New programs designed to teach kids pet responsibilities


The Ocean State Animal Coalition (OSAC) has officially launched their new series of classroom presentations, “educateHUMANE!,” aimed at teaching students of all ages kindness and responsibility when it comes to animals.

Jane Greco Deming, education and outreach coordinator at Ocean State Animal Coalition, created a number of grade-specific programs to bring to schools throughout the state in an effort to offer a statewide humane education program.

“The underlying subject is kindness and character education,” said Deming.

She added that studies have shown if you teach children early about being kind and caring toward animals and the environment, they are more likely to maintain those behaviors through the rest of their lives.

“It’s important to reach them early,” said Deming.

And Deming is working to reach students K through 12 through these new programs. Kindergarteners and first-graders can take part in a storyboard-based presentation about what animals make good pets and the importance of being kind to animals through “Introduction to Pets.” The older elementary students can learn about the responsibilities that come with owning a pet, and what pet is ideal for certain lifestyles through “How To Pick A Pet.”

Deming explained that many families are animal lovers and simply want to bring an animal into their home, but prove to be unprepared for the responsibility and ultimately bring the animal to a shelter because they cannot keep it.

“Responsibility begins with the choice,” said Deming. “It is better to be responsible and do the right thing.”

Deming will even address the large animal shelter population issues facing Rhode Island and the country with students who are old enough to understand.

“We try to talk to kids about these issues,” said Deming.

Another of the new programs is “We Can Fix It!,” a presentation for fourth-graders to talk about the real reasons the shelters are overcrowded and how they can help. Deming explained a number of writing activities are provided so students can write letters or articles to send out to newspapers to encourage support of local shelters.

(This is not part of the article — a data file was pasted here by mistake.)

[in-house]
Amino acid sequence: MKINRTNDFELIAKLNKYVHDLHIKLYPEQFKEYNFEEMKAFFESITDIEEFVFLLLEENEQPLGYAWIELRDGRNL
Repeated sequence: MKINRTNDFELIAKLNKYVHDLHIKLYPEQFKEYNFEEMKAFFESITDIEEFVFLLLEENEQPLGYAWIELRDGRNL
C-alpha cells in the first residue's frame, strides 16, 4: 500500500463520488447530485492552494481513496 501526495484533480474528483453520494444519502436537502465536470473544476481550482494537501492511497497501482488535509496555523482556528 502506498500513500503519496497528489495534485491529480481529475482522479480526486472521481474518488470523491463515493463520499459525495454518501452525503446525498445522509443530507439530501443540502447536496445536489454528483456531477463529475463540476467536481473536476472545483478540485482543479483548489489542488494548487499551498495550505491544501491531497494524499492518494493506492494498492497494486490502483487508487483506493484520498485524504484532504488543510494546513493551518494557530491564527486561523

“It’s a great way of getting kids involved,” said Deming.

Other programs look at wildlife in Rhode Island, endangered species, a Scouting-specific program to assist with earning the pet patch, and a high school program on different careers with animals.

Any program addressing pet responsibility will also feature a visit from Deming’s son’s dog, a canine good citizen-certified golden-doodle named Phineas. Deming says he sits with her during the presentation, and then visits with each student for a petting session during questions and answers.

Deming explained that all programs also come with suggested follow-up activities for the teachers to take advantage of.

“When you leave the classroom, the kids are all pumped up about it, but the teacher doesn’t always have the resources to continue the discussion,” explained Deming.

One thing Deming hopes to always provide is a list of the local shelters in the area of the schools she visits. The classes can then organize fundraisers, food drives or pet toy drives to provide for area shelters.

According to OSAC’s website, all of the programs were designed to meet common core standards and provide quality character development lessons. Deming is also still designing more presentations and new programs will be added.

Deming began to deliver some of the presentations in October to see how they would go over; OSAC only recently launched the full program and the response has been great.

“Considering we just really got started, almost my whole month of February is booked,” said Deming.

Right now Deming is the only individual delivering presentations, but OSAC is looking for volunteers to become trained to become presenters.

“That way we can have programs going on all over the state at one time,” said Deming.

Presenters must be 21 years old or older, have a valid driver’s license and be a high school graduate. Interested persons can apply online or download the application and send it in to Jane Greco Deming, Education and Outreach Coordinator, 120 Haswill Street, Warwick, RI 02889.

Although it is not a prerequisite, if individuals have canine good citizen dogs that would make a good teaching assistant, OSAC is also looking to add more dogs to the program.

A full listing of “educateHUMANE!” programs and descriptions can be found at For more information, feel free to contact Deming at or call 921-6599.


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